As a teenager, Billie scrubbed steps in Baltimore to make money. She loved to sing and heard her first “good jazz in a whorehouse.” She began hanging out at a “whorehouse on the corner nearest our place,” where she ran errands for the owner, washing basins, putting out Lifebuoy soap and towels. She told the owner of the house that she would work for free, as long as “she’d let me come up in her front parlor and listen to Louis Armstrong and Bessie Smith on her victrola.”“I worked like the devil on it because I was never sure I could put it across or that I could get across to a plush night-club audience the things that it meant to me.”
A “whorehouse,” she wrote, was the only place “where black and white folks could meet in any natural way. They damn well couldn’t rub elbows in the churches. And in Baltimore, places like Alice Dean’s were the only joints fancy enough to have a victrola and for real enough to pick up on the best records.” When she could, Billie would slip into movie houses to watch films. She was a big fan of the actress Billie Dove, whom she would name herself after. “My name, Eleanora, was too damn long for anyone to say,” she wrote. “Besides, I never liked it. Especially not after my grandma shortened it and used to scream ‘Nora!’ at me from the back porch.” Her father began calling her Bill “because I was such a young tomboy.” She liked the name. “But I wanted to be pretty, too, and have a pretty name. So I decided Billie was it and I made it stick.”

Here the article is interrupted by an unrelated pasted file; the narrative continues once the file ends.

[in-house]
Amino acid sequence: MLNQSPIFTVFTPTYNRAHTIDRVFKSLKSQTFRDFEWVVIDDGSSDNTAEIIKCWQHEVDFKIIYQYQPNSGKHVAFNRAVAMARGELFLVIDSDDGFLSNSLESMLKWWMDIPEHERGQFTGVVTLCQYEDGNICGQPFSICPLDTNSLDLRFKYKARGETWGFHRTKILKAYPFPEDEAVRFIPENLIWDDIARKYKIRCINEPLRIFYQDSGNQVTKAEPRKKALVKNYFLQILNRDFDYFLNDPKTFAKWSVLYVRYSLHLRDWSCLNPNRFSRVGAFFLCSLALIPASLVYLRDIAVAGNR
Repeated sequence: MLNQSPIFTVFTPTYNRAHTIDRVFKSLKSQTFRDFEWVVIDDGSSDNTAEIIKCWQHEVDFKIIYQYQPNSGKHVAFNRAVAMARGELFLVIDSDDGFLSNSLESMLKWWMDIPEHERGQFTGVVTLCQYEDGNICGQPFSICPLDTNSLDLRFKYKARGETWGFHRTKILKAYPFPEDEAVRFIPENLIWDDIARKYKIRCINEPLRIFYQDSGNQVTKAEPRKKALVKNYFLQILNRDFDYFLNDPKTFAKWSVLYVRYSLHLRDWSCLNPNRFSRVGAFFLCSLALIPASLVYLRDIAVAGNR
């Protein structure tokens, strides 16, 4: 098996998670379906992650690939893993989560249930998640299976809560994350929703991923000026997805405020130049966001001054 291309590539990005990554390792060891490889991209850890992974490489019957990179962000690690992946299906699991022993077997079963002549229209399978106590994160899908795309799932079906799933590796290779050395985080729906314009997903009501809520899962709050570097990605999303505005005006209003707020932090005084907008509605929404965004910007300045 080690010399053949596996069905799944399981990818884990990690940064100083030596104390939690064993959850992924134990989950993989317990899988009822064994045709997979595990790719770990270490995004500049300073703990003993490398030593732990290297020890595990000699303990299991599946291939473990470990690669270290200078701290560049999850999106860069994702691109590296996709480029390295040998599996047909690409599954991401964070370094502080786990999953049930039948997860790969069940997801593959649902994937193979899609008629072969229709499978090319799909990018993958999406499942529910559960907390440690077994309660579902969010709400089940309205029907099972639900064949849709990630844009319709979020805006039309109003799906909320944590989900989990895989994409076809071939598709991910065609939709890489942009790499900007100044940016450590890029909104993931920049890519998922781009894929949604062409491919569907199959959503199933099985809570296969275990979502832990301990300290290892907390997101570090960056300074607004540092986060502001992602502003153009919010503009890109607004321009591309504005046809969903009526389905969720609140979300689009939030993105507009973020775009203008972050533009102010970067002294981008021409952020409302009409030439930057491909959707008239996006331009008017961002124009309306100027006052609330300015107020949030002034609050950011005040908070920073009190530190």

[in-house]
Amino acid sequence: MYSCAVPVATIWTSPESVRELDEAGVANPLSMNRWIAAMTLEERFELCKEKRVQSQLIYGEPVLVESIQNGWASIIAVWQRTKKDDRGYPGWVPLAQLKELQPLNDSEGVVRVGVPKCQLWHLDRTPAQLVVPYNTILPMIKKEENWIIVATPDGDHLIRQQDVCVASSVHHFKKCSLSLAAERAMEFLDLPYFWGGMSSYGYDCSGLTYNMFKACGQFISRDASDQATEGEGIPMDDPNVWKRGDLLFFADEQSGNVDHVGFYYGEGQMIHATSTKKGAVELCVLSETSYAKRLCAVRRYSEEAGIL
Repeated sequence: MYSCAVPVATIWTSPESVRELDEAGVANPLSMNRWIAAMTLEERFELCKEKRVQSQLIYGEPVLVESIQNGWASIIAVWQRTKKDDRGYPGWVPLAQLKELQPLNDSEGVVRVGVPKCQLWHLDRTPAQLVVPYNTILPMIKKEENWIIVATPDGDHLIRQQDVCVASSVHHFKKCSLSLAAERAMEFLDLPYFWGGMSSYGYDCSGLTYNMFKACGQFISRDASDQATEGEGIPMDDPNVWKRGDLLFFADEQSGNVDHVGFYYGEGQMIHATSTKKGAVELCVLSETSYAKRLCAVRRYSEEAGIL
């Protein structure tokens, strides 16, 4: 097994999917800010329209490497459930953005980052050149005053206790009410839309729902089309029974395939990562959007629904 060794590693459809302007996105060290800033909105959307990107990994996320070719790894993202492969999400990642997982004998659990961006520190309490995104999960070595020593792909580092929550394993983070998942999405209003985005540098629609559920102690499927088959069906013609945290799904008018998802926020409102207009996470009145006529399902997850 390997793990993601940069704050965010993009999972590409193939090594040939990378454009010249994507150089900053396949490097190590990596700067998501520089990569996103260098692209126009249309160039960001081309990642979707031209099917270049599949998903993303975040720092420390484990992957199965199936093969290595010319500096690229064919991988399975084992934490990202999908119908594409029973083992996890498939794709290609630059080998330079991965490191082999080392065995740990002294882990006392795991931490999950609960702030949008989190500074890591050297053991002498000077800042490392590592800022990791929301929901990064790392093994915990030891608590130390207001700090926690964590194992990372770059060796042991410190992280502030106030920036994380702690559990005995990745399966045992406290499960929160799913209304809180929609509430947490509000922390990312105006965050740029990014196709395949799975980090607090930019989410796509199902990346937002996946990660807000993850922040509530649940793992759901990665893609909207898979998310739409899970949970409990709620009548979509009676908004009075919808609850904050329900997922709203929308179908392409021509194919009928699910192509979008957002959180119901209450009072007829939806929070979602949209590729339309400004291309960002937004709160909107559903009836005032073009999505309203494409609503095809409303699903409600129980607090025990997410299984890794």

Holiday had a tough childhood, between her cousin Ida, who would beat her with “her fists and whips,” and a man, whom she identified as “Mr. Dick,” raping her when she was a child. “It is the worst thing that can happen to a woman,” she wrote. “And here it was happening to me when I was ten. When her mother, who was at the hairdresser, found out a man had taken Billie down the street into a house, she tracked the man down and called the police.
The man was sentenced to five years for the rape. Billie, still a little girl, was not treated by the justice system as a victim. Instead, she was sentenced to a Catholic reform institution. “When you did something against the rules at that place,” she wrote, “at least they didn’t beat you, like Cousin Ida had. When you were being punished you got a raggedy red dress to wear. When you wore this dress, none of the other girls were supposed to go near you or speak to you.” Billie wrote that one day she was punished, required to wear the ugly red dress and locked in a room with a girl who had died. “I couldn’t sleep. I couldn’t stand it. I screamed and banged on the door so, I kept the whole joint from sleeping. I hammered on the door until my hands were bloody,” she wrote. The next time her mother came for a visit to the institution, Billie demanded to be released. “According to the judge, I was supposed to stay there until I was dead or twenty-one,” she wrote. “But they finally got me out.”